Ruth Bader Ginsburg hospitalized for treatment, 87-year-old justice is ‘resting comfortably’

Screengrab Library of Congress

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Supreme Court Justice Ruth Bader Ginsberg was hospitalized Tuesday and the left would need a moment to collectively gather itself.

The good news for the 87-year-old liberal jurist, given her history of cancer, is that the visit was to undergo a nonsurgical treatment for inflammation of the gallbladder.

Ginsburg was admitted to The Johns Hopkins Hospital in Baltimore on Tuesday after undergoing outpatient tests Monday at Sibley Memorial Hospital in Washington, D.C., the Supreme Court said in a statement.

“Following oral arguments on Monday, the Justice underwent outpatient tests at Sibley Memorial Hospital in Washington, D.C., that confirmed she was suffering from a gallstone that had migrated to her cystic duct, blocking it and causing an infection,” the statement said.

According to the release, the frail high court justice is now “resting comfortably” at Hopkins and is expected to stay in the hospital for a day or two. Ginsburg also plans to participate in oral arguments Wednesday.

“The Justice is resting comfortably and plans to participate in the oral argument teleconference tomorrow morning remotely from the hospital. She expects to stay in the hospital for a day or two. Updates will be provided as they become available,” the court added.

Ginsburg, named to the court in 1993 by President Bill Clinton, has been treated four times for cancer. Her most recent bout was in August when she underwent radiation for a tumor on her pancreas.

In December 2018, Ginsburg underwent surgery to have cancerous growths in a lung removed.

It has been less than six months since her last hospital stay, as Ginsburg spent two nights at Johns Hopkins in late November with a likely infection after suffering from chills and fever.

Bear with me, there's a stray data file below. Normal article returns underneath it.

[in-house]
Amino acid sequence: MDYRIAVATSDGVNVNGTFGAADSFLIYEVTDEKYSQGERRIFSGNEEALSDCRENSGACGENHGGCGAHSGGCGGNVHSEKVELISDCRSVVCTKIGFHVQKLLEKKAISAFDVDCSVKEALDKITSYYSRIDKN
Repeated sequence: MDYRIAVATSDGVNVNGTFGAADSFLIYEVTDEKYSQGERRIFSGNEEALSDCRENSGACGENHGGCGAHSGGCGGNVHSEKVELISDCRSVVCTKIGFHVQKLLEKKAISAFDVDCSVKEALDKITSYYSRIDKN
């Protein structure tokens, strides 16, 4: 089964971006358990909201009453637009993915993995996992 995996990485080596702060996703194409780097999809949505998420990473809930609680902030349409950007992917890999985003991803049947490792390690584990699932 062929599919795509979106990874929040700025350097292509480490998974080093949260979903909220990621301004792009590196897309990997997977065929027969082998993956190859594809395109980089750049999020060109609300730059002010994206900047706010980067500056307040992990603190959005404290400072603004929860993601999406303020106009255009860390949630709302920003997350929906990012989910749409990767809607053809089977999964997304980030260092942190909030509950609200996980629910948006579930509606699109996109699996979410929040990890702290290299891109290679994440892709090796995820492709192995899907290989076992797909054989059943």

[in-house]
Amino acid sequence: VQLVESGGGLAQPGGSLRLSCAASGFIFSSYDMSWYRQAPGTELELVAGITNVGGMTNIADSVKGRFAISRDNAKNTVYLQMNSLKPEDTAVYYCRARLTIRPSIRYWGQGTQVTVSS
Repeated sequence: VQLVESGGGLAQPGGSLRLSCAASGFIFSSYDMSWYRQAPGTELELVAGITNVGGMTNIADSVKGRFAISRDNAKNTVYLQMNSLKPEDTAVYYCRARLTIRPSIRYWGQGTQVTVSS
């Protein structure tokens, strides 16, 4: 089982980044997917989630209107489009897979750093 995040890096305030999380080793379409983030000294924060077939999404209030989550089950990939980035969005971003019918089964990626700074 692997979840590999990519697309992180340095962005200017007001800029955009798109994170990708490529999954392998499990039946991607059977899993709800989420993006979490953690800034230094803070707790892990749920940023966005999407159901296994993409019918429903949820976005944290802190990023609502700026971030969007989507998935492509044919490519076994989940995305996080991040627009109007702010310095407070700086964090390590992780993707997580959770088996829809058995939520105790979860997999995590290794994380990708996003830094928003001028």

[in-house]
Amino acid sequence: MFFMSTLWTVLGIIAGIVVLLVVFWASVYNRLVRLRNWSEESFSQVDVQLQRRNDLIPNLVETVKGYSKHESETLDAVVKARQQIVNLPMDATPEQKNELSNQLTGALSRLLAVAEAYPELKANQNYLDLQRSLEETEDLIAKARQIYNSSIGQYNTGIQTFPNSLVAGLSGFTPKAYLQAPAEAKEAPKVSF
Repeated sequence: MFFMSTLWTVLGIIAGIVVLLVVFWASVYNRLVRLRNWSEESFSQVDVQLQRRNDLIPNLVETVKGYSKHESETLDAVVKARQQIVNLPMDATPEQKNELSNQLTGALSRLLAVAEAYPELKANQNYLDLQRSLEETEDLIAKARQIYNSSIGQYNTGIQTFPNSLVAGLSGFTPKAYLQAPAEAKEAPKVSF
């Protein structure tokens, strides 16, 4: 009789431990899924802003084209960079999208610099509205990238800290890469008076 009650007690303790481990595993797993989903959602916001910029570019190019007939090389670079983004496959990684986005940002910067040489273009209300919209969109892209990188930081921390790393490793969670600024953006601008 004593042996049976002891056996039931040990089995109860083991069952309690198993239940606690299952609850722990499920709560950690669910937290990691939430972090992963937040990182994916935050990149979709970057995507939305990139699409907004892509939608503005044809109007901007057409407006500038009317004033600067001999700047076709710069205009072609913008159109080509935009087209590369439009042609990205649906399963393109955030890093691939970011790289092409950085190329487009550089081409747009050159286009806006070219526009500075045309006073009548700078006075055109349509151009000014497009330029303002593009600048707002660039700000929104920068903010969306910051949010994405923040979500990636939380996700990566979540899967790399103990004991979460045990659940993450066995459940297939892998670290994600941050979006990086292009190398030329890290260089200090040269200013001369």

Justice Ginsburg is the senior member of the high court’s liberal wing and has vowed to stay on the court as long as her health and mental agility hold up.

President Trump has appointed two members of the Supreme Court, Justices Neil M. Gorsuch and Brett M. Kavanaugh.

As noted by the New York Times on Tuesday, the last president to appoint more than two justices in his first term was Richard M. Nixon.

Nixon put four justices on the Supreme Court from 1969 to 1972, with the newspaper lamenting that “those appointments spelled the end of the liberal court that had been led by Chief Justice Earl Warren and created a conservative majority that remains to this day.”

Every time she encounters a health scare, there is a revisit of why Ginsburg didn’t step down while President Barack Obama was in office.

Right on cue, the Times reported Tuesday that while some liberals urged  Ginsburg to step down so Obama could name her successor, she rejected the advice.

“I think it’s going to be another Democratic president,” she told The Washington Post in 2013. “The Democrats do fine in presidential elections; their problem is they can’t get out the vote in the midterm elections.”

The online reaction from the left is an interesting mix of anxiety and self-assurance, with a sprinkling of “get out the vote” reminders for November.

Here’s a sampling of the responses from Twitter:

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